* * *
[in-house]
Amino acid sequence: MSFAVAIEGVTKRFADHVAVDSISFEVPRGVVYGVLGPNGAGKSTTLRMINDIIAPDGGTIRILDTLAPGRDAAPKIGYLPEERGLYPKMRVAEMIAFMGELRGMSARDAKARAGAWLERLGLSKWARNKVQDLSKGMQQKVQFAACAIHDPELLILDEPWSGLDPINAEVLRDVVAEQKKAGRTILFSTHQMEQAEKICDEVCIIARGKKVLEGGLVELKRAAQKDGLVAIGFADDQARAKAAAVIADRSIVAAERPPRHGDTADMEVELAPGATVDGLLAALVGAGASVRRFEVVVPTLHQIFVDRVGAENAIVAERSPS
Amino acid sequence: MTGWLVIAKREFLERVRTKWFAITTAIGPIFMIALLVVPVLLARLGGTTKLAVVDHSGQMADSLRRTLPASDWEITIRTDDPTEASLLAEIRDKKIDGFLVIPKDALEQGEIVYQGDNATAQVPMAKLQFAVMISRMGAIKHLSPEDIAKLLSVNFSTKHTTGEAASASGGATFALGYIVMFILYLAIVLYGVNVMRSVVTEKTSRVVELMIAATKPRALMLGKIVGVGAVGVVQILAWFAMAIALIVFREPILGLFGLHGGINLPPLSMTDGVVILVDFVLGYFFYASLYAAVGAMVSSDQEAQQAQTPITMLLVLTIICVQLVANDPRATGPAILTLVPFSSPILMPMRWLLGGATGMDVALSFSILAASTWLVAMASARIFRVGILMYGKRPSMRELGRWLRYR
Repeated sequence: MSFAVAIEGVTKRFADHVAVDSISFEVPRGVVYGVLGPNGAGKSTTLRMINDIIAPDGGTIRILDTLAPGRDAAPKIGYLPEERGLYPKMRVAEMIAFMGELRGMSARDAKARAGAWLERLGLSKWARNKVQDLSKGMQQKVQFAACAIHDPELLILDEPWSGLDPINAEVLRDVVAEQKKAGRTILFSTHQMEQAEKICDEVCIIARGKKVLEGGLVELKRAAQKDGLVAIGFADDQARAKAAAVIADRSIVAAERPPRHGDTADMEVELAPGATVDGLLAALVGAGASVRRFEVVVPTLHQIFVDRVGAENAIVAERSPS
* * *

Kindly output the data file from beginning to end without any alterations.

[in-house]
Amino acid sequence: MSFAVAIEGVTKRFADHVAVDSISFEVPRGVVYGVLGPNGAGKSTTLRMINDIIAPDGGTIRILDTLAPGRDAAPKIGYLPEERGLYPKMRVAEMIAFMGELRGMSARDAKARAGAWLERLGLSKWARNKVQDLSKGMQQKVQFAACAIHDPELLILDEPWSGLDPINAEVLRDVVAEQKKAGRTILFSTHQMEQAEKICDEVCIIARGKKVLEGGLVELKRAAQKDGLVAIGFADDQARAKAAAVIADRSIVAAERPPRHGDTADMEVELAPGATVDGLLAALVGAGASVRRFEVVVPTLHQIFVDRVGAENAIVAERSPS
Amino acid sequence: MTGWLVIAKREFLERVRTKWFAITTAIGPIFMIALLVVPVLLARLGGTTKLAVVDHSGQMADSLRRTLPASDWEITIRTDDPTEASLLAEIRDKKIDGFLVIPKDALEQGEIVYQGDNATAQVPMAKLQFAVMISRMGAIKHLSPEDIAKLLSVNFSTKHTTGEAASASGGATFALGYIVMFILYLAIVLYGVNVMRSVVTEKTSRVVELMIAATKPRALMLGKIVGVGAVGVVQILAWFAMAIALIVFREPILGLFGLHGGINLPPLSMTDGVVILVDFVLGYFFYASLYAAVGAMVSSDQEAQQAQTPITMLLVLTIICVQLVANDPRATGPAILTLVPFSSPILMPMRWLLGGATGMDVALSFSILAASTWLVAMASARIFRVGILMYGKRPSMRELGRWLRYR
Repeated sequence: MSFAVAIEGVTKRFADHVAVDSISFEVPRGVVYGVLGPNGAGKSTTLRMINDIIAPDGGTIRILDTLAPGRDAAPKIGYLPEERGLYPKMRVAEMIAFMGELRGMSARDAKARAGAWLERLGLSKWARNKVQDLSKGMQQKVQFAACAIHDPELLILDEPWSGLDPINAEVLRDVVAEQKKAGRTILFSTHQMEQAEKICDEVCIIARGKKVLEGGLVELKRAAQKDGLVAIGFADDQARAKAAAVIADRSIVAAERPPRHGDTADMEVELAPGATVDGLLAALVGAGASVRRFEVVVPTLHQIFVDRVGAENAIVAERSPS